New Physics Engines Replacing Bullet Engine for Game Dev

Hello JME Community !!
I have found Two new Physics Engines. One is Jolt which is faster and it is now widely used. Its the engine used in Horizon forbidden west.
Java Binding: GitHub - aecsocket/jolt-java: Java bindings for JoltPhysics

Second one is the Rapier which is also very good in performance than Bullet on other open source physics engines.
Rapier Java Binding: GitHub - aecsocket/rapier-ffi: FFI/C/Java bindings for the Rapier physics engine

What do you guys think and will we see any of them in JME 3.xx ??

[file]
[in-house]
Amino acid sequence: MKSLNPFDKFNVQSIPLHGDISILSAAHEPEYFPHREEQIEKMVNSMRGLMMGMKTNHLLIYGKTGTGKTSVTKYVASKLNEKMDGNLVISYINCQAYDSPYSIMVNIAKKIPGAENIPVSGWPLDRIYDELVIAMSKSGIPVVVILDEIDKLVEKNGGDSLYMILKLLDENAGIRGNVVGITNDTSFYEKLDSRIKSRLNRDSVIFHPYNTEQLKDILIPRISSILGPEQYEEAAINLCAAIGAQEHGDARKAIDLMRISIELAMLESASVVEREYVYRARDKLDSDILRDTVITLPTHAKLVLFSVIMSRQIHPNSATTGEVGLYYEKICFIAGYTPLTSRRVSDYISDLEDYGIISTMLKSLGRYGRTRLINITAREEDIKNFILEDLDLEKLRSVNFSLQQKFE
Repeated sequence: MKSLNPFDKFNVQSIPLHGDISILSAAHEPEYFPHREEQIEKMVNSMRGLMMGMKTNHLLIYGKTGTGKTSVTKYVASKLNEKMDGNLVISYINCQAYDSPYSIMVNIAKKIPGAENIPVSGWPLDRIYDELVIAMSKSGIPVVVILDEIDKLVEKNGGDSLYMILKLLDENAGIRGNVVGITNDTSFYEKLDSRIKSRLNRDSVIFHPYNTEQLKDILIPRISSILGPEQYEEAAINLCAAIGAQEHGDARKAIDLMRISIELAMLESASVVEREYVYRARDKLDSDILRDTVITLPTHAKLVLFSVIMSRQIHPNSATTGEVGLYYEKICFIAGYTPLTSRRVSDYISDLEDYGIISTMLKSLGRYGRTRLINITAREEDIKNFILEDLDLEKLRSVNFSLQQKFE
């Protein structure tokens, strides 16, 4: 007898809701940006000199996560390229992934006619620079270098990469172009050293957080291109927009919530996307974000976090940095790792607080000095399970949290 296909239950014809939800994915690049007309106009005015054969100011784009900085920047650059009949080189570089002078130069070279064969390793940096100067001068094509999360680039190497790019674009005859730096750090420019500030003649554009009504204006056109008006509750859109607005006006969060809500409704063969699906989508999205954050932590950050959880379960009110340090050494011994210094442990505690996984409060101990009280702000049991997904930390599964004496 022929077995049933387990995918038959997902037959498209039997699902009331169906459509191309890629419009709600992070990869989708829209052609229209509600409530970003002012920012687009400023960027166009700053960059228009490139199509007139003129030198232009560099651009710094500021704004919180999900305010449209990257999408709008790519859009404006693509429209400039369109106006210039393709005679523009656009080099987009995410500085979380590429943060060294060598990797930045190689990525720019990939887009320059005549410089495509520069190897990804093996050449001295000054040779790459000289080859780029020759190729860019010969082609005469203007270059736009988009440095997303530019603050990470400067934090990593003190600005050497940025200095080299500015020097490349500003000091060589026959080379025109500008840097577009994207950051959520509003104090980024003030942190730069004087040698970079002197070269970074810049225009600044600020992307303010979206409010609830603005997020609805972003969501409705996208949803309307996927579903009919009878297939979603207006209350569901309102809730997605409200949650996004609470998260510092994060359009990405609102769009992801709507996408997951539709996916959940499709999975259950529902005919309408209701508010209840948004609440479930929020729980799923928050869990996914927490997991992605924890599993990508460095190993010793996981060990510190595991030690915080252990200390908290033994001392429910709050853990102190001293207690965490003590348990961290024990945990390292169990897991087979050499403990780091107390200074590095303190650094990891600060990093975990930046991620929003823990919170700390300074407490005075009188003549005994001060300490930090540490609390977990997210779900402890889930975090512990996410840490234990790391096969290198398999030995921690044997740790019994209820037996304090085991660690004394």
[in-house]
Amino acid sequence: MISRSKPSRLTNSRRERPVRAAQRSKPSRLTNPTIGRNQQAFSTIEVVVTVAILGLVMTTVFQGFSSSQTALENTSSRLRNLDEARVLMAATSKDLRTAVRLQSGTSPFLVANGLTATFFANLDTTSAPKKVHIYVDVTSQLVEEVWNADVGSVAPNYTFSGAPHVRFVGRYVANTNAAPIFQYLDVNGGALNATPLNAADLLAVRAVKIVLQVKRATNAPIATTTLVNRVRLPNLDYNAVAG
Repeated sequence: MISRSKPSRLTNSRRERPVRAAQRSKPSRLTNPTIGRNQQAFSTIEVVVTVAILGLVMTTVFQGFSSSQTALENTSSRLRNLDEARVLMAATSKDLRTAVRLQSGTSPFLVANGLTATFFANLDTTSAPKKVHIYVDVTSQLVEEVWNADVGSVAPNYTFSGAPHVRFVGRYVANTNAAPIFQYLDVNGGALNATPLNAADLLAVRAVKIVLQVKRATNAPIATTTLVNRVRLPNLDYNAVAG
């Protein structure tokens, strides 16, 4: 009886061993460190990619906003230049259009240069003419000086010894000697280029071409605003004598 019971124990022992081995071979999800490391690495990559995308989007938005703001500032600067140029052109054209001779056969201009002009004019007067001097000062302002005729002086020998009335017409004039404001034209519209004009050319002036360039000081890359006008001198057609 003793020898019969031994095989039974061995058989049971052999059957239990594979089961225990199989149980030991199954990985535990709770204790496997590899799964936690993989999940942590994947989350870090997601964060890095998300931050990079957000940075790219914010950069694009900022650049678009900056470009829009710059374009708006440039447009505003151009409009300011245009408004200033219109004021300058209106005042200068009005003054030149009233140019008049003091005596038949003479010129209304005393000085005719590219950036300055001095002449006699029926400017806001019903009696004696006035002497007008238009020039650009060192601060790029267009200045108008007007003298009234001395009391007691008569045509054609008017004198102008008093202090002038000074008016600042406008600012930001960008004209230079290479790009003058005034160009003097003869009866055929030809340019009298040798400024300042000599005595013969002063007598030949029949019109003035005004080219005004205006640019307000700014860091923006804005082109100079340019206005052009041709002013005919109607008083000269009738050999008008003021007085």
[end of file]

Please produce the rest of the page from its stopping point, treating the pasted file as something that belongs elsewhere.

Depends on if someone creates an add-on library.

If you mean “directly as part of the core engine”… then probably around 2058… maybe 2095.

Seriously, Bullet is pretty separate from the engine. Pretty easy to tack on different physics engines. And there probably isn’t a lot of common ground for some super-API to combine them.


Hi @JavaFor3dGames. There are plenty of physics engines out there, and that’s great. I’m open to investigating new ones, but my time is finite, and it’s difficult to choose!

A non-Bullet physics engine would surely entail a new API, so existing projects would be unlikely to switch.

It would also mean replacing 10+ years worth of build scripts, supporting tools, tests, documentation, tutorials, examples, and troubleshooting/tuning expertise. Someone would have to maintain all that baggage in addition to the library itself. Not a small undertaking!